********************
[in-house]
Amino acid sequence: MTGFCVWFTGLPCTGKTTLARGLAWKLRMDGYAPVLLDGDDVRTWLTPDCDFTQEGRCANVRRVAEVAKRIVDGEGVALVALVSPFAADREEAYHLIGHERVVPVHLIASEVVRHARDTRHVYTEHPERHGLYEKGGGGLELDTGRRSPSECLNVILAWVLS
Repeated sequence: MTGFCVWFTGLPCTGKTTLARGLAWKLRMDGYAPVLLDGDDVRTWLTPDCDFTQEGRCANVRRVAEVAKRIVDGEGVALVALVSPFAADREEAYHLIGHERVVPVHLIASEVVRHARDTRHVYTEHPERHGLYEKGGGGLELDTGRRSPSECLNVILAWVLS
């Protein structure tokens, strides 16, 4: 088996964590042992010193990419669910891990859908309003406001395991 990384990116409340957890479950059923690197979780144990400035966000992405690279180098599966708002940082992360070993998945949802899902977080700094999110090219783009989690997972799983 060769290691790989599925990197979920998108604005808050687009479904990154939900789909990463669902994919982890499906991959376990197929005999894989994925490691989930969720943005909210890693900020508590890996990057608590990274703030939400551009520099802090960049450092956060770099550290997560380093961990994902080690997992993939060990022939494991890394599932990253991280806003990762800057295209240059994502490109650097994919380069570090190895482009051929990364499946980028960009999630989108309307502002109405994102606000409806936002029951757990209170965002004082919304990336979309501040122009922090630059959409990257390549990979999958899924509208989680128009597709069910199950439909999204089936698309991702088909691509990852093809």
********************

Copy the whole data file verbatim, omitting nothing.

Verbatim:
[in-house]
Amino acid sequence: MTGFCVWFTGLPCTGKTTLARGLAWKLRMDGYAPVLLDGDDVRTWLTPDCDFTQEGRCANVRRVAEVAKRIVDGEGVALVALVSPFAADREEAYHLIGHERVVPVHLIASEVVRHARDTRHVYTEHPERHGLYEKGGGGLELDTGRRSPSECLNVILAWVLS
Repeated sequence: MTGFCVWFTGLPCTGKTTLARGLAWKLRMDGYAPVLLDGDDVRTWLTPDCDFTQEGRCANVRRVAEVAKRIVDGEGVALVALVSPFAADREEAYHLIGHERVVPVHLIASEVVRHARDTRHVYTEHPERHGLYEKGGGGLELDTGRRSPSECLNVILAWVLS
């Protein structure tokens, strides 16, 4: 088996964590042992010193990419669910891990859908309003406001395991 990384990116409340957890479950059923690197979780144990400035966000992405690279180098599966708002940082992360070993998945949802899902977080700094999110090219783009989690997972799983 060769290691790989599925990197979920998108604005808050687009479904990154939900789909990463669902994919982890499906991959376990197929005999894989994925490691989930969720943005909210890693900020508590890996990057608590990274703030939400551009520099802090960049450092956060770099550290997560380093961990994902080690997992993939060990022939494991890394599932990253991280806003990762800057295209240059994502490109650097994919380069570090190895482009051929990364499946980028960009999630989108309307502002109405994102606000409806936002029951757990209170965002004082919304990336979309501040122009922090630059959409990257390549990979999958899924509208989680128009597709069910199950439909999204089936698309991702088909691509990852093809």